BlueCoat Definitions

Deploying the ProxySG Appliance:

Deployment Methodologies:

Reverse Proxy with SSL:

Explicit Mode: In an explicit proxy configuration, the client (browser) is explicitly configured to use a proxy server, meaning the browser knows that all requests will go through a proxy.  The browser is given the IP address and port number of the proxy service (the ProxySG). You could also use a Proxy Auto-Configuration (PAC) file to configure the browser to download the proxy settings from a Web server. When a user makes a request, the browser connects to the proxy service and sends the request. The disadvantage to explicit proxy is that each desktop must be properly configured to use the proxy, which might not be feasible in a large organization.

Transparent Mode: When transparent proxy is enabled, the client (browser) does not know the traffic is being processed by a proxy other than the origin server. To enable the ProxySG to intercept traffic sent to it, you must create a service and define it as transparent. The service is configured to intercept traffic for a specified port, or for all IP addresses on that port. A transparent HTTP proxy, for example, typically intercepts all traffic on port 80. To make sure that the appropriate traffic is directed to the ProxySG, deploy hardware such as a Layer-4 switch or a WCCP router, or the ProxySG’s software bridge that can redirect selected traffic to the appliance. Traffic redirection is managed through polices you create on the redirection device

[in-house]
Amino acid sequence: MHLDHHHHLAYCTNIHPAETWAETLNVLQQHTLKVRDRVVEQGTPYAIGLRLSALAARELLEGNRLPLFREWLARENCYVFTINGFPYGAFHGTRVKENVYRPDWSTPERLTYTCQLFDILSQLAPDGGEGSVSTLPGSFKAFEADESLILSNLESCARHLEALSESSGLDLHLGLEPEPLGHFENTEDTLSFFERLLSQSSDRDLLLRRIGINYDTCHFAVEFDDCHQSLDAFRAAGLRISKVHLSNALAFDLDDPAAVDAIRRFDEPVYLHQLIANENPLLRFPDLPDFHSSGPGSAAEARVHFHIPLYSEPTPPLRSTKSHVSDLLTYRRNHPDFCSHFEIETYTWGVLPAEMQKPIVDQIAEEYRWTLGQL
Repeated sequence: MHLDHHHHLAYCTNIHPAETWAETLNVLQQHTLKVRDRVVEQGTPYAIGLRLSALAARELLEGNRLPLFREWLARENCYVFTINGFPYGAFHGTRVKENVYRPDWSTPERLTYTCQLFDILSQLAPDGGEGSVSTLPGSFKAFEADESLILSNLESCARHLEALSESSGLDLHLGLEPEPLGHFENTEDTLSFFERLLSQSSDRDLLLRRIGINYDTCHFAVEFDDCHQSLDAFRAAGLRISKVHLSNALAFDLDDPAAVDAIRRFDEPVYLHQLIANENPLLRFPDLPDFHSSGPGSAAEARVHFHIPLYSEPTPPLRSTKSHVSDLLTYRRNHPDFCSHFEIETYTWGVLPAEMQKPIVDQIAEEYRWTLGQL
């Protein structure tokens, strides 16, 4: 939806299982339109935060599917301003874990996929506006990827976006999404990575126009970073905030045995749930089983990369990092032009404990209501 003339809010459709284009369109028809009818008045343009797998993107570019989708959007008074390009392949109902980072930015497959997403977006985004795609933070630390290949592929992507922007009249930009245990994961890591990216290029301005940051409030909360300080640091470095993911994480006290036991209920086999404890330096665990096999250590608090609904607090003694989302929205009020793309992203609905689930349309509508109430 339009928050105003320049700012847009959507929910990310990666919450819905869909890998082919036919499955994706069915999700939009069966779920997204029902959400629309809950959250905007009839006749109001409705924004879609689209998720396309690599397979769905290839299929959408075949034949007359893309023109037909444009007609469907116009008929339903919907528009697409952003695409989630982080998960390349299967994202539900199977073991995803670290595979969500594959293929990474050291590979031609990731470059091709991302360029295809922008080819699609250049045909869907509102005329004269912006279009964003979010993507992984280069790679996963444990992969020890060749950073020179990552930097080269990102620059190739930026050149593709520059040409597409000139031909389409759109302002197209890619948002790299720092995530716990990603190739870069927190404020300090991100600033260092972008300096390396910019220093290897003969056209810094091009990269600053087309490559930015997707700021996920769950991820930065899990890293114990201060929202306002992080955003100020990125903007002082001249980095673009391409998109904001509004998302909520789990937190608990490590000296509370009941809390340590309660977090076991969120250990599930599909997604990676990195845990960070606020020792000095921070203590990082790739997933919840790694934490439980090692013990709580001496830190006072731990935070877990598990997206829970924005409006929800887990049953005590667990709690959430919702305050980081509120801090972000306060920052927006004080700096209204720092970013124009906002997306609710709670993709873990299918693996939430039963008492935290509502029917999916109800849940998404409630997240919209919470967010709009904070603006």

Deployment Options: Inline, Explicit, Transparent, SPAN Port Deployment

Reverse Proxy: In computer networks, a reverse proxy is a type of proxy server that retrieves resources on behalf of a client from one or more servers. These resources are then returned to the client as though they originated from the server itself (or servers themselves).[1] While a forward proxy acts as an intermediary for its (usually nearby) associated client(s) and returns to them resources accessible on the Internet, a reverse proxy acts as an intermediary for its (usually nearby) associated server(s) and only returns resources provided by those associated server(s).

Forward Proxy: Forward proxies are proxies where the client server names the target server to connect to. Forward proxies are able to retrieve from a wide range of sources (in most cases anywhere on the Internet).The terms “forward proxy” and “forwarding proxy” are a general description of behavior (forwarding traffic) and thus ambiguous. Except for Reverse proxy, the types of proxies described in this article are more specialized sub-types of the general forward proxy servers.

WCCP: The Web Cache Communication Protocol (WCCP) is a Cisco-developed protocol that allows certain Cisco routers and switches to transparently redirect traffic to a cache engine such as a ProxySG appliance. This traffic redirection helps to improve response time and optimize network resource usage.The ProxySG can be configured to participate in a WCCP scheme, in which WCCP-capable switches or routers collaborate with ProxySG appliances to form one or more groups that service requests from clients.

Configuring WCCP:

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